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J Am Acad Dermatol. 2016 Apr;74(4):679-84.e1. doi: 10.1016/j.jaad.2015.10.042. Epub 2016 Feb 2.

Skin infections among US high school athletes: A national survey.

Author information

1
Michigan State University College of Human Medicine, Grand Rapids, Michigan.
2
University of Central Florida College of Medicine, Orlando, Florida.
3
Department of Medical Education, University of Central Florida College of Medicine, Orlando, Florida.
4
Department of Epidemiology, Colorado School of Public Health, University of Colorado Anschutz Medical Campus, Aurora, Colorado.
5
Department of Epidemiology, Colorado School of Public Health, University of Colorado Anschutz Medical Campus, Aurora, Colorado; Department of Pediatrics (Emergency Medicine), University of Colorado Anschutz Medical Campus, Aurora, Colorado.
6
Department of Epidemiology, Colorado School of Public Health, University of Colorado Anschutz Medical Campus, Aurora, Colorado; Department of Dermatology, University of Colorado Anschutz Medical Campus, Aurora, Colorado; Dermatology Service, US Department of Veterans Affairs, Eastern Colorado Health Care System, Denver, Colorado. Electronic address: robert.dellavalle@ucdenver.edu.

Abstract

BACKGROUND:

Skin infections have long been a reported problem among high school athletes, particularly wrestlers. There has yet to be a national study describing the epidemiology of skin infections across multiple high school sports.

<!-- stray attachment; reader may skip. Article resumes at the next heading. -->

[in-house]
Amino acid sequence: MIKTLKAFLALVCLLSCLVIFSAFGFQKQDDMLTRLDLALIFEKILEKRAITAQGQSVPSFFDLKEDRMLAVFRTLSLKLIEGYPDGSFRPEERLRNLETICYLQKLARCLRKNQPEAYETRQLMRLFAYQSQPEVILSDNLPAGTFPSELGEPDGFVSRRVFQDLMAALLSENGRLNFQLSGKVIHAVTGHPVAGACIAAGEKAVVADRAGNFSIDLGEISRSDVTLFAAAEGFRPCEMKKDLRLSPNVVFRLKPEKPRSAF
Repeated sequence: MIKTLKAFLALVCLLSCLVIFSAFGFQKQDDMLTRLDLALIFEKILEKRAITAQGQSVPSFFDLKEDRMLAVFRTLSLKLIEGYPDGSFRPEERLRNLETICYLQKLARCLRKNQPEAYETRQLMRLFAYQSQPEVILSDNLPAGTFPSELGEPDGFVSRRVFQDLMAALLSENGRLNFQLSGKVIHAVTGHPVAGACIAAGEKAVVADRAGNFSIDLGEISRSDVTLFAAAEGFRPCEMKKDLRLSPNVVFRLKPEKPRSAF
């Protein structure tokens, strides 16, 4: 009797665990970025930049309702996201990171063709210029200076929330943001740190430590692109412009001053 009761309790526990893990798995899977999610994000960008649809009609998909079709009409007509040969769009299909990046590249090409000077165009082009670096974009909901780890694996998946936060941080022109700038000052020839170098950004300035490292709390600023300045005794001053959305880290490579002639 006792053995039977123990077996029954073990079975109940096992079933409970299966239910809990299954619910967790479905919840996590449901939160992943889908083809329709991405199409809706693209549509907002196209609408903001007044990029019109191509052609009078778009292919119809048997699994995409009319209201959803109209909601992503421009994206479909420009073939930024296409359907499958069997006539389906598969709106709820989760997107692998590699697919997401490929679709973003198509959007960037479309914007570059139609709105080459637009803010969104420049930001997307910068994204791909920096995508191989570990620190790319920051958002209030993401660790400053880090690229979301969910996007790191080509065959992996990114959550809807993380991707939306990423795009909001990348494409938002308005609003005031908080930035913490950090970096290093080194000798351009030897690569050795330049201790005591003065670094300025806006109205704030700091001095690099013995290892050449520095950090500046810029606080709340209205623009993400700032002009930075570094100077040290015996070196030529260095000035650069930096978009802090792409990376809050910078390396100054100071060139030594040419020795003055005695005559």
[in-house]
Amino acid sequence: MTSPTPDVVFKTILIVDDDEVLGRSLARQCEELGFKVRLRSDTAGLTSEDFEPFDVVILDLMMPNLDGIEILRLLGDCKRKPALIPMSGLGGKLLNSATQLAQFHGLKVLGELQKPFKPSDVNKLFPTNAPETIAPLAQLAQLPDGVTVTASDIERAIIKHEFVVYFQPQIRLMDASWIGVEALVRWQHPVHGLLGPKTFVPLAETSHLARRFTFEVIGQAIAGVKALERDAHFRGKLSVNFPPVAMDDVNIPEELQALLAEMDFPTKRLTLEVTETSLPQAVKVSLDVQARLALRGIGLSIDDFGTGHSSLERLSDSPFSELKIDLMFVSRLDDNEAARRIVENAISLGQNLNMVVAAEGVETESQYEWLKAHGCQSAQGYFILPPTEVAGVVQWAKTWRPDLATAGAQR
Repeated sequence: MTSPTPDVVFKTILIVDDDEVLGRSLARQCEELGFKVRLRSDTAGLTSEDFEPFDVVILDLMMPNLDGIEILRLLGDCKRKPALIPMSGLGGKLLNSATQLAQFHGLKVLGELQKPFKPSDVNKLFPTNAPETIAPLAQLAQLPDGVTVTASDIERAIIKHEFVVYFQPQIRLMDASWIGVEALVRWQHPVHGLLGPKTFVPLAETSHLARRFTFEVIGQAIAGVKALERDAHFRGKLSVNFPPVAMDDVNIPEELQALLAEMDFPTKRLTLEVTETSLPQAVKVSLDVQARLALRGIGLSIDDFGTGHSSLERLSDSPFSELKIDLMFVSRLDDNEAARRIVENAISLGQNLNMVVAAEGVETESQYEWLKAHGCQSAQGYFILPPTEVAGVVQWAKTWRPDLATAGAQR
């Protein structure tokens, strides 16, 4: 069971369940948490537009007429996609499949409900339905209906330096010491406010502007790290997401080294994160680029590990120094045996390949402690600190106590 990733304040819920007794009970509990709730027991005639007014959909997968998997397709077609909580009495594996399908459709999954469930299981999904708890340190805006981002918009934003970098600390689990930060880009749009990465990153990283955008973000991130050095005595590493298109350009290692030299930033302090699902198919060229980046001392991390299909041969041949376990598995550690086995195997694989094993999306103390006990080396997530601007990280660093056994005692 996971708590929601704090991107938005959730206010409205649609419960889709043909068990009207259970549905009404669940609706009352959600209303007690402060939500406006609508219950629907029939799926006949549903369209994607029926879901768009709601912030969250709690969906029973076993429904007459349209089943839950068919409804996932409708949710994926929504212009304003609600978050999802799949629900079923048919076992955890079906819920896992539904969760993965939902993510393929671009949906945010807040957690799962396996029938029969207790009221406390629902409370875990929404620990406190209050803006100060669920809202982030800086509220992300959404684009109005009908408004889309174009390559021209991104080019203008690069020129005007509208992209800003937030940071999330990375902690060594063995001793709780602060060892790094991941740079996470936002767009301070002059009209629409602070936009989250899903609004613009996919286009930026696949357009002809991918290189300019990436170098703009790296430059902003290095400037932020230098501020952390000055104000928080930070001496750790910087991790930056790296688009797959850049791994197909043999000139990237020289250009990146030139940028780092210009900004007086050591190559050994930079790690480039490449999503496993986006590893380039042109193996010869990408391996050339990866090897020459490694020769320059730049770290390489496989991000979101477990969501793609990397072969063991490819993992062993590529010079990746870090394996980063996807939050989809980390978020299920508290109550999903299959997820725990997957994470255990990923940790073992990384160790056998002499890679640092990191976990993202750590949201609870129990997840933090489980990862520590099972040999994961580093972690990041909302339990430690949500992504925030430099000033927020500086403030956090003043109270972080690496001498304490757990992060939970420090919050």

OBJECTIVE:

We sought to report the epidemiology of skin infections among US high school athletes.

METHODS:

High school sports-related skin infections resulting in time loss were reported by a convenience sample of US high schools from 2009/2010 through 2013/2014 via High School Reporting Information Online.

RESULTS:

During the study, 474 skin infections were reported among 20,858,781 athlete exposures, a rate of 2.27 per 100,000 athlete exposures. The largest number of skin infections occurred in wrestling (73.6%) followed by football (17.9%). The most common infections were bacterial (60.6%) and tinea (28.4%) infections. Body parts most often affected were the head/face (25.3%) followed by the forearm (12.7%).

LIMITATIONS:

The study included only high schools with National Athletic Trainers' Association-affiliated athletic trainers, which may limit generalizability. However, using athletic trainers as data reporters improved data quality.

CONCLUSIONS:

Skin infections are an important subset of high school sports-related adverse events. An understanding of the epidemiology of sports-related skin infections should promote awareness and drive evidence-based prevention efforts.

KEYWORDS:

athletes; competition; high school; injury; prevention; skin infections; sports

PMID:
26850656
DOI:
10.1016/j.jaad.2015.10.042
[Indexed for MEDLINE]

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